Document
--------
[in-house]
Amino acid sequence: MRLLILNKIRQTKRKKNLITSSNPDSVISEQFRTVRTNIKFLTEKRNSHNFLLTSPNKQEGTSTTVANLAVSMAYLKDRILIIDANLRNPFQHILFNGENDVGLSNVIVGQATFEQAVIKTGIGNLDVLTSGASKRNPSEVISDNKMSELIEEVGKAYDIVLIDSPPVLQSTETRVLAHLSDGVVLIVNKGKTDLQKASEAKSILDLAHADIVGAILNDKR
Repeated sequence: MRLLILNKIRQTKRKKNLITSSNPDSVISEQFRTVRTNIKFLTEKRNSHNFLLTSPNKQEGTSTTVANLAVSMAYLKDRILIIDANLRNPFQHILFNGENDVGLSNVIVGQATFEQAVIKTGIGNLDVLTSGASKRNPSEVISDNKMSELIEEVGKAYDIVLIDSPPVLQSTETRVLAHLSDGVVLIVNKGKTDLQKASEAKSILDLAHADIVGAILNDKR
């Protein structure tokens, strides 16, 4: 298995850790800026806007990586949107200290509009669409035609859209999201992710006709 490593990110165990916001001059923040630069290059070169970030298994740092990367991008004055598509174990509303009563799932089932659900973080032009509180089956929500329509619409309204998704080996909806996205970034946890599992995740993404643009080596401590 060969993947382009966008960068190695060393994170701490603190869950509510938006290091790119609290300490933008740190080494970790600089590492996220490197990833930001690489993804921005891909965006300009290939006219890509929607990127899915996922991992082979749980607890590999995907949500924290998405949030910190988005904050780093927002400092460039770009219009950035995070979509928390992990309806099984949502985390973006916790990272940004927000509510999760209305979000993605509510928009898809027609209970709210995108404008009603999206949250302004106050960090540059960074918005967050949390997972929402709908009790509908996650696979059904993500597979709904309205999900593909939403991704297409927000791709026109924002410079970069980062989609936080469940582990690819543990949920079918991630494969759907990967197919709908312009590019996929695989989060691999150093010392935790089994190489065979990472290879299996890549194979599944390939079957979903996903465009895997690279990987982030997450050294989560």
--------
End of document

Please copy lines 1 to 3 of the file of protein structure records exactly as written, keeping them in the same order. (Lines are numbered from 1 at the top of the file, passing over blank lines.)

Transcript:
[in-house]
Amino acid sequence: MRLLILNKIRQTKRKKNLITSSNPDSVISEQFRTVRTNIKFLTEKRNSHNFLLTSPNKQEGTSTTVANLAVSMAYLKDRILIIDANLRNPFQHILFNGENDVGLSNVIVGQATFEQAVIKTGIGNLDVLTSGASKRNPSEVISDNKMSELIEEVGKAYDIVLIDSPPVLQSTETRVLAHLSDGVVLIVNKGKTDLQKASEAKSILDLAHADIVGAILNDKR
Repeated sequence: MRLLILNKIRQTKRKKNLITSSNPDSVISEQFRTVRTNIKFLTEKRNSHNFLLTSPNKQEGTSTTVANLAVSMAYLKDRILIIDANLRNPFQHILFNGENDVGLSNVIVGQATFEQAVIKTGIGNLDVLTSGASKRNPSEVISDNKMSELIEEVGKAYDIVLIDSPPVLQSTETRVLAHLSDGVVLIVNKGKTDLQKASEAKSILDLAHADIVGAILNDKR